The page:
Spain’s Solar Market Crash Offers a Cautionary Tale About Feed-In Tariffs
August 19, 2009
For a brief, shining moment, Spain was the best solar market in the world. Unlike in cloudy Germany, the sun bakes Spain’s southwestern provinces — the brown, hard-packed Extremadura and Andalusía — on the Mediterranean coast. And the Spanish government, eager to fulfill its commitments to renewable energy, guaranteed generous subsidies for any company that met its aggressive deadlines.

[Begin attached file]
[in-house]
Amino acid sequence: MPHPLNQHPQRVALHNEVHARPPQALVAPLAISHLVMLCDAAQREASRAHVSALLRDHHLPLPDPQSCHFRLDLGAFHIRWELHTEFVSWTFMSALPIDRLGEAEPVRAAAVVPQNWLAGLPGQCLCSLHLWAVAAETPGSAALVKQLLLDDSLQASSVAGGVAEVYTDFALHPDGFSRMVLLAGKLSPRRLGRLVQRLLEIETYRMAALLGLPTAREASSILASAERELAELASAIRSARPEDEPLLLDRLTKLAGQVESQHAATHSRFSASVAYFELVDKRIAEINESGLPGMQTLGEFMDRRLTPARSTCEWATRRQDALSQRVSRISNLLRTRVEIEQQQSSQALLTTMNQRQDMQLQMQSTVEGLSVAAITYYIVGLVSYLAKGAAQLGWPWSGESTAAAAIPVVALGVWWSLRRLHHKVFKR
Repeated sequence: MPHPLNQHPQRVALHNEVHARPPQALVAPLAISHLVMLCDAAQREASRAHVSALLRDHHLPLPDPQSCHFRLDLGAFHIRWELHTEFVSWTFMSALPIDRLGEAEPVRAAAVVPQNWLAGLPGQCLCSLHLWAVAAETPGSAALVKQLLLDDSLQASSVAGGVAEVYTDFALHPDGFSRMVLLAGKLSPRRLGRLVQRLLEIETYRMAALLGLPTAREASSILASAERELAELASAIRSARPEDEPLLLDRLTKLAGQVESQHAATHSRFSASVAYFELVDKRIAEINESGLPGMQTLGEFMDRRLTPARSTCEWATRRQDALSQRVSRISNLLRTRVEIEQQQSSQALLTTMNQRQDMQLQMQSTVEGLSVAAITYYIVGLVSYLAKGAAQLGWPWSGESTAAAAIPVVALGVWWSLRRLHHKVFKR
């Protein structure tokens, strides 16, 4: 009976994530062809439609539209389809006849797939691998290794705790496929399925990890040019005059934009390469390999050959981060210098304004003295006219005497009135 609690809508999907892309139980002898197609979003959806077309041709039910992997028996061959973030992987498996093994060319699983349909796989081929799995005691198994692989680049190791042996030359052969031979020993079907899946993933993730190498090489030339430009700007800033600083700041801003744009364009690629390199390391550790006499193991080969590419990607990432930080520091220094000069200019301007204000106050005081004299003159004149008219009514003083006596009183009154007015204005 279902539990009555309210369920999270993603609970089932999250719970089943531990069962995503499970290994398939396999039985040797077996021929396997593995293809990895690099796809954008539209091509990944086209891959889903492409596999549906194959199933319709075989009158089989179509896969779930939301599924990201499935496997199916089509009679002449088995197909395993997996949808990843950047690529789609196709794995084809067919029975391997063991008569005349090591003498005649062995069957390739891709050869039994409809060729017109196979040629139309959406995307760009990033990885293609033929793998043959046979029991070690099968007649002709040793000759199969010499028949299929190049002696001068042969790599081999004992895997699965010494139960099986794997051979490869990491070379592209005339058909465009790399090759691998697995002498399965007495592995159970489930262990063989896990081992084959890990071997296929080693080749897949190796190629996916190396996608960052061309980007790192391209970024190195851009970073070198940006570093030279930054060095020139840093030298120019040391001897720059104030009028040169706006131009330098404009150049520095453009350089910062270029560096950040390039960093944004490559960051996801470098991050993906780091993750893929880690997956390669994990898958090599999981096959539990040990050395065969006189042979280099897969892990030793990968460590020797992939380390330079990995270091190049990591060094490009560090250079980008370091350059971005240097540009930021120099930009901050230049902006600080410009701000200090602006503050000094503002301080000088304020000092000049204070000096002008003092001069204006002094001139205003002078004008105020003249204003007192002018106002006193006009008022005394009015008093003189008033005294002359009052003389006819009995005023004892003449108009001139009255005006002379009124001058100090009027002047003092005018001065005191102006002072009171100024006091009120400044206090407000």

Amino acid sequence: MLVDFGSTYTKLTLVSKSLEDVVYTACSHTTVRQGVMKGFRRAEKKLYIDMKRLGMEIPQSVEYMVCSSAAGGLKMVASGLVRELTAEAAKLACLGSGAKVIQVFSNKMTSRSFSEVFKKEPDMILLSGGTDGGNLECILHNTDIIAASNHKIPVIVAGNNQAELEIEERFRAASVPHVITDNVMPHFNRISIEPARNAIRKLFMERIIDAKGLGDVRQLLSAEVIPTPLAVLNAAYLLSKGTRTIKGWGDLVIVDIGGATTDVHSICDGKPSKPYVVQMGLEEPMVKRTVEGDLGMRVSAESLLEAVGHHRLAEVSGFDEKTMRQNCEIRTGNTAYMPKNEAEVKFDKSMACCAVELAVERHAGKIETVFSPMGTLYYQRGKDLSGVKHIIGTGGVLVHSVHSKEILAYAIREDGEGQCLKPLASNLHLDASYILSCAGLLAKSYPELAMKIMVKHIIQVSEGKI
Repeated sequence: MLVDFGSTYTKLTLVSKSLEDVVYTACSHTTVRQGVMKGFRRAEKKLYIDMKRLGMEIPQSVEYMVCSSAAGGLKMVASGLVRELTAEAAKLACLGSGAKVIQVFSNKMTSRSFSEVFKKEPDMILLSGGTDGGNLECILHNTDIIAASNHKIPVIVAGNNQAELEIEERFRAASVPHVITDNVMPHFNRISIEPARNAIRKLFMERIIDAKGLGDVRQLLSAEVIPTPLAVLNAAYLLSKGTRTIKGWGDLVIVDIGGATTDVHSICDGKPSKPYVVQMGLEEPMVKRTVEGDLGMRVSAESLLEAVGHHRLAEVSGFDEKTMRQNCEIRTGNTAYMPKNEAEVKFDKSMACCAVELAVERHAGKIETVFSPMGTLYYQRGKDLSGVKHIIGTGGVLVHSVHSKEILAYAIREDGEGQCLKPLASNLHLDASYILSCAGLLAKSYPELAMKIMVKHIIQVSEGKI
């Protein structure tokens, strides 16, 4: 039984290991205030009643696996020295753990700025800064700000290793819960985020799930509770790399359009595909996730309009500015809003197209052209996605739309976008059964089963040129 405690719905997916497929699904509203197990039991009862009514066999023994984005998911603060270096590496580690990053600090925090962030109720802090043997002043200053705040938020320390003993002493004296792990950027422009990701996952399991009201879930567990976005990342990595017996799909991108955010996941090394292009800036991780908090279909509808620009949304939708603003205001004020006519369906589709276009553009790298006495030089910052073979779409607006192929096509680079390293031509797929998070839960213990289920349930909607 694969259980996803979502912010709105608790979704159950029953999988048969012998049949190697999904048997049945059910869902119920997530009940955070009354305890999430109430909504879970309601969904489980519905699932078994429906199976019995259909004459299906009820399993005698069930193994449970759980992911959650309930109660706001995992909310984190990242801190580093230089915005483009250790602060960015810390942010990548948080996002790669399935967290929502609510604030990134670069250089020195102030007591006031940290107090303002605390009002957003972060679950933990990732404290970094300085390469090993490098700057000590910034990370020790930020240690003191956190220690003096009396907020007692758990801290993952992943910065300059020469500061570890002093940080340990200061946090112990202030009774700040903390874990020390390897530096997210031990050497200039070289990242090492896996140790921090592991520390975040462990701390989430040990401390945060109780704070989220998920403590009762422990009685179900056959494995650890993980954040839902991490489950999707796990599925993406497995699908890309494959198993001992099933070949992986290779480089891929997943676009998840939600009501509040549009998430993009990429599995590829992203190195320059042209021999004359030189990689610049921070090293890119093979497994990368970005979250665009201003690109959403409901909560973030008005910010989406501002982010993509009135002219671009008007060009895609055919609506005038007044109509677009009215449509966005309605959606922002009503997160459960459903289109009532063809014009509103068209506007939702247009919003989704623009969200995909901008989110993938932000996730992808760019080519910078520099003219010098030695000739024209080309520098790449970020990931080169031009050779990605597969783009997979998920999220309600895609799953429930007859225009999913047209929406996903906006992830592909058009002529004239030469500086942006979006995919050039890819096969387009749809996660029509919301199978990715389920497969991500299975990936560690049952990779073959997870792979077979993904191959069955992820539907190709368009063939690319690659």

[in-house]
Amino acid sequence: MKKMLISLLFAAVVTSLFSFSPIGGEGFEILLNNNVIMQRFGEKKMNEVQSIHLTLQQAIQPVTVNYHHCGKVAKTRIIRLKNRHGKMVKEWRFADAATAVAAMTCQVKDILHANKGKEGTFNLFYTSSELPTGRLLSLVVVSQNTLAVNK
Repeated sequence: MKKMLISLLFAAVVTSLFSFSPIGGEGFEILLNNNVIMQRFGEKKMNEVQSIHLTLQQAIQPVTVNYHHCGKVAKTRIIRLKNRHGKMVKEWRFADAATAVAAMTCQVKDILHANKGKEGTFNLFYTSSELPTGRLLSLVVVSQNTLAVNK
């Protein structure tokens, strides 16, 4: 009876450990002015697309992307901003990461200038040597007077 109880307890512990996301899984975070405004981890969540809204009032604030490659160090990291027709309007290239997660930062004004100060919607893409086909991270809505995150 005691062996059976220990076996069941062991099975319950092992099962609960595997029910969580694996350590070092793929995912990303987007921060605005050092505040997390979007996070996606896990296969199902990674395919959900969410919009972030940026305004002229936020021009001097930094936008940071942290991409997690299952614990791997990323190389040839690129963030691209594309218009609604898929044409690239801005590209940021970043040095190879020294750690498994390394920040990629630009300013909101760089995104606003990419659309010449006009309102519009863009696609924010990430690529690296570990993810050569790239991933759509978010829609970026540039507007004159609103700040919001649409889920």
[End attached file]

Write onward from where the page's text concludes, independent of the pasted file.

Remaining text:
While the ministry expected a steady stream of investment, it got a flood, accounting for more than 40 percent of the world’s total solar installations last year. Forced to revise the subsidies — known as feed-in tariffs — that it used to spur photovoltaic power last fall, Spain became one of the principal causes of the downturn in the solar industry. And its faulty regulations have become a watchword for how government renewable-energy programs, poorly conceived, can go awry. To read more, go here.